Benefits Data Trust lands two-year, million-dollar grant to focus on scale - Philly


Dec. 4, 2018 1:11 pm

Benefits Data Trust lands two-year, million-dollar grant to focus on scale

The Center City nonprofit was announced as one of 10 grantees in the Communities Thrive Challenge from the Chan Zuckerberg Initiative and the Rockefeller Foundation.

At Benefits Data Trust in Center City.

(Courtesy photo)

Center City-based nonprofit Benefits Data Trust beat out 1,800 other applicants around the country and became one of just 10 grantees of the Communities Thrive Challenge, a joint grant program created by the Chan Zuckerberg Initiative and the Rockefeller Foundation.

The organization, which helps low-income people access to public benefits and services, will use its $1 million grant over the coming 24 months to bring scalability to its technology and find new ways to reach and serve its target population.

“BDT and our BenePhilly partners have enrolled over 110,000 low-income Philadelphians in benefits that help pay for groceries, health care, housing, utilities and childcare,” said Ginger Zielinskie, President and CEO of BDT, in a statement. “Being named as a grantee in the Communities Thrive Challenge is a tremendous opportunity and next step in our larger vision to bring $1 billion in benefits to Philadelphia over the next decade.”

Ravindar Gujral, BDT’s chief data and technology officer, said the funds will help scale the organization’s tech infrastructure, add more capabilities like text messaging to its services and, hopefully, bring aboard more technologists to work on its Google Cloud Platform-based technology.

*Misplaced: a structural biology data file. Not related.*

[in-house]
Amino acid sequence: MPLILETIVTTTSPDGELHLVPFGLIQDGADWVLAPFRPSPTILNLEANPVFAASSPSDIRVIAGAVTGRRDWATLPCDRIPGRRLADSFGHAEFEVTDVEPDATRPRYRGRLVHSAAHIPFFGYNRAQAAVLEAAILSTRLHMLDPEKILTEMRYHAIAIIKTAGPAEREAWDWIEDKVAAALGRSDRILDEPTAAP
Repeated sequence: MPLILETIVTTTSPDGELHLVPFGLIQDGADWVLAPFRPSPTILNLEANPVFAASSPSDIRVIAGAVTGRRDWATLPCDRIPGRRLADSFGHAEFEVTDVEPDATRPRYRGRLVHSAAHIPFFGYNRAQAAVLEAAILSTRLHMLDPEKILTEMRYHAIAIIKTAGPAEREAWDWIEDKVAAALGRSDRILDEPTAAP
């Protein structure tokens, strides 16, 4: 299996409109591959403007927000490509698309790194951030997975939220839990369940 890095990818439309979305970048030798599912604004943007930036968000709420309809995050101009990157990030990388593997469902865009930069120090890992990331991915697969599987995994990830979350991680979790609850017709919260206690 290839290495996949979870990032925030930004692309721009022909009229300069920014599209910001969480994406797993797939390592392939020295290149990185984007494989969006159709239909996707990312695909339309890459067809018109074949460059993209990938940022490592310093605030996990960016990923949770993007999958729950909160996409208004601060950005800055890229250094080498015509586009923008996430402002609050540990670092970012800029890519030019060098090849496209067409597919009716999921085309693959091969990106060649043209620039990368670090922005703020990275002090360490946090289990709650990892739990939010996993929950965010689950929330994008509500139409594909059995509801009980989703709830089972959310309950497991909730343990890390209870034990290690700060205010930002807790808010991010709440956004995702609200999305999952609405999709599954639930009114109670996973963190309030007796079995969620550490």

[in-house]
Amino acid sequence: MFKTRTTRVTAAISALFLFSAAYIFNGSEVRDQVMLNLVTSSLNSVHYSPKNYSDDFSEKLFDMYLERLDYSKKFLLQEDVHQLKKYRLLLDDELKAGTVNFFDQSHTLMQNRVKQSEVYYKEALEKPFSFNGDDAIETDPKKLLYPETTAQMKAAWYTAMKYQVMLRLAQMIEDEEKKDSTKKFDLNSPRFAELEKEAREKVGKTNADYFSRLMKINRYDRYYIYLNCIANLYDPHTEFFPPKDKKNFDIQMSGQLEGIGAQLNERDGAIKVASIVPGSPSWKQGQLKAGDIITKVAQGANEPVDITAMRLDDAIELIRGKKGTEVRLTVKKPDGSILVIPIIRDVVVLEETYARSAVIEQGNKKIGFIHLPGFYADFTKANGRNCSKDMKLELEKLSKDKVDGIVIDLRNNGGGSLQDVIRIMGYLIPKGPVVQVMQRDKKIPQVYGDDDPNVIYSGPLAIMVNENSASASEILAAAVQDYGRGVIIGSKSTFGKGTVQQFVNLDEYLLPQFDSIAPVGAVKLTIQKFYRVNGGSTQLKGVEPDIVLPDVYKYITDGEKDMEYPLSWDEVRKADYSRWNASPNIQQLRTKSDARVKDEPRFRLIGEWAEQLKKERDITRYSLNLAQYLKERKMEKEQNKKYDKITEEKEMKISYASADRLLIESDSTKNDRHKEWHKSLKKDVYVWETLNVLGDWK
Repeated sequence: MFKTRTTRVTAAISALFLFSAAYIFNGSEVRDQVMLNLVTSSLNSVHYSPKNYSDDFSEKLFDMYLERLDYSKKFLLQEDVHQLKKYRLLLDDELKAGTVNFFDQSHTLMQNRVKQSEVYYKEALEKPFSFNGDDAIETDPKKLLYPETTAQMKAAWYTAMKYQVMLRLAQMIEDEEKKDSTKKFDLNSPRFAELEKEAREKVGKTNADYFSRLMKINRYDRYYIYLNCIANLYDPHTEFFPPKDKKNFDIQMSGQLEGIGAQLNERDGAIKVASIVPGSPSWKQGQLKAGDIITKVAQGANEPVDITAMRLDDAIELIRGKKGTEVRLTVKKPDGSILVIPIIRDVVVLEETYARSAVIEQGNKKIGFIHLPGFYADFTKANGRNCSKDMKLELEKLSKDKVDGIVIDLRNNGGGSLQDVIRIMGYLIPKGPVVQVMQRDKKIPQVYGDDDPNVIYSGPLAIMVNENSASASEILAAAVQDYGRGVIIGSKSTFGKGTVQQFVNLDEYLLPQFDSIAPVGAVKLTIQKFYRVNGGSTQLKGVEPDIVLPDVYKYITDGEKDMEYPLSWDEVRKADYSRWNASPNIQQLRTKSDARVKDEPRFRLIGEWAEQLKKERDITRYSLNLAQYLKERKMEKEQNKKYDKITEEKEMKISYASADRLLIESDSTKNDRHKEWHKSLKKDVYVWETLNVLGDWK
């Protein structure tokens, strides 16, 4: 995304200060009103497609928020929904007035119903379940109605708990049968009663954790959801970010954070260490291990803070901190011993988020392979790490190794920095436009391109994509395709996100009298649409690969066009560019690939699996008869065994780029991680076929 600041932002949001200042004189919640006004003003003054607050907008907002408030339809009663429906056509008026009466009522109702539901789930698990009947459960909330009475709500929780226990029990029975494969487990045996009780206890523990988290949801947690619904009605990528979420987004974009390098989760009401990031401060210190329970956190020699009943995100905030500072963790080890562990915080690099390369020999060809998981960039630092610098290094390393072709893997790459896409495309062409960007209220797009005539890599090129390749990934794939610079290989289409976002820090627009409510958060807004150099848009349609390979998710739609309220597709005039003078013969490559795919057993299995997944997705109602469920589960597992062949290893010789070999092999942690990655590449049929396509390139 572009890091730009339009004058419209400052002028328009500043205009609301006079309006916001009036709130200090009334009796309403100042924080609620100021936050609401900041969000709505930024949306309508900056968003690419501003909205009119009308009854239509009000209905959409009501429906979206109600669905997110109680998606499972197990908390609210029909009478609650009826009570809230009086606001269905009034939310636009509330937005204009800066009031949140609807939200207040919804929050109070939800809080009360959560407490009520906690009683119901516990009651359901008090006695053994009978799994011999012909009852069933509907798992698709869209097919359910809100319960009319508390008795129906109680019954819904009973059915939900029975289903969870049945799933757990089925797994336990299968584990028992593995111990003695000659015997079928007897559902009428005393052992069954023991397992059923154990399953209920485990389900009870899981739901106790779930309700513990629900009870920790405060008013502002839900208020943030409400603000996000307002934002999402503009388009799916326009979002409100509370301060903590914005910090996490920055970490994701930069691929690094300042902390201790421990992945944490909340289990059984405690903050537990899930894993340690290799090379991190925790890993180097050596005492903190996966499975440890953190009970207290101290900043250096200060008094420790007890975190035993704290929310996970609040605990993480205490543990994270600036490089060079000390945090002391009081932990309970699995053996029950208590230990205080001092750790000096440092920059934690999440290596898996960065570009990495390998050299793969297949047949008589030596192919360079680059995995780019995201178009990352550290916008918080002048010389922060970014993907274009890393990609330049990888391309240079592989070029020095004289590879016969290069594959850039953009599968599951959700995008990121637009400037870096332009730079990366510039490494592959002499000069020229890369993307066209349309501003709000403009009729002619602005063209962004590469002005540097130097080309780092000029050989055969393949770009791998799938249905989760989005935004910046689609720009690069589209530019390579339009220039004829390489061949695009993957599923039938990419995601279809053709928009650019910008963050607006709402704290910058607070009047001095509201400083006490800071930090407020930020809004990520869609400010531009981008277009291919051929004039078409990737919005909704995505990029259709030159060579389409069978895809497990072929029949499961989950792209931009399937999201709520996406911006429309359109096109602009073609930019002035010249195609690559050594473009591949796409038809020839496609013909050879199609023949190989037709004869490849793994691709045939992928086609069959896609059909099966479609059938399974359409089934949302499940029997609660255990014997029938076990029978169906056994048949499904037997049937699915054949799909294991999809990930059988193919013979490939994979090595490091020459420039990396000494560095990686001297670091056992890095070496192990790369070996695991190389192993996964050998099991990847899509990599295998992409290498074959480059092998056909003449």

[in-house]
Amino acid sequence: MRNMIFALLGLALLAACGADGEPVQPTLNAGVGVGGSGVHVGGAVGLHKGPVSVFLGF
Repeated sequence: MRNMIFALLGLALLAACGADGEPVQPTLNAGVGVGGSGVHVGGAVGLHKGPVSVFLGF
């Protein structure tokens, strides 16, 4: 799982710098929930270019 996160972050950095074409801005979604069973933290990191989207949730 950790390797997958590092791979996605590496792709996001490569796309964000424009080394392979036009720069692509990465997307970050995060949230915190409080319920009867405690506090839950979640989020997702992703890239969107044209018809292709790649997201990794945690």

“From a tech standpoint, the infrastructure we’ve built is state of the art,” Gujral said. “Some of this money will help enhance that.”


Backed by the grant, the org will also launch a self-screener system, to provide some clients the ability to guide themselves to the screening process for 19 different benefits and services. A pilot test of the self-screener will begin as early as next month.

In September, BDT piloted a machine learning model that would help call-center staffers get extra insights while enrolling users onto the Supplemental Nutrition Assistance Program (SNAP).

“On the tech side of things, the tech capabilities and infrastructure we have can be rivaled against any startup on the East Coast,” Gujral said. We have some really good stuff going on here, and the work we’re doing is on the cutting edge. I left the startup world to be here, because I believe what we’re doing here can have an impact in the long-run.”

Here’s more on the org’s pitch for the national challenge.

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